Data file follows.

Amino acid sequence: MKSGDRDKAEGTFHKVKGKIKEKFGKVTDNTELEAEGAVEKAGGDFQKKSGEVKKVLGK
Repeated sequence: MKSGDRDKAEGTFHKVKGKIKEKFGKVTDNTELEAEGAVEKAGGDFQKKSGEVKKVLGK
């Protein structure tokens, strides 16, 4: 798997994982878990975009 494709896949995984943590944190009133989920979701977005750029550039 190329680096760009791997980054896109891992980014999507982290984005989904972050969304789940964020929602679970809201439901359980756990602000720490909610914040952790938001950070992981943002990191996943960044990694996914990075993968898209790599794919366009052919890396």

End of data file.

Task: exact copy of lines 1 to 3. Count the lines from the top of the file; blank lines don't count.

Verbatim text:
Amino acid sequence: MKSGDRDKAEGTFHKVKGKIKEKFGKVTDNTELEAEGAVEKAGGDFQKKSGEVKKVLGK
Repeated sequence: MKSGDRDKAEGTFHKVKGKIKEKFGKVTDNTELEAEGAVEKAGGDFQKKSGEVKKVLGK
């Protein structure tokens, strides 16, 4: 798997994982878990975009 494709896949995984943590944190009133989920979701977005750029550039 190329680096760009791997980054896109891992980014999507982290984005989904972050969304789940964020929602679970809201439901359980756990602000720490909610914040952790938001950070992981943002990191996943960044990694996914990075993968898209790599794919366009052919890396």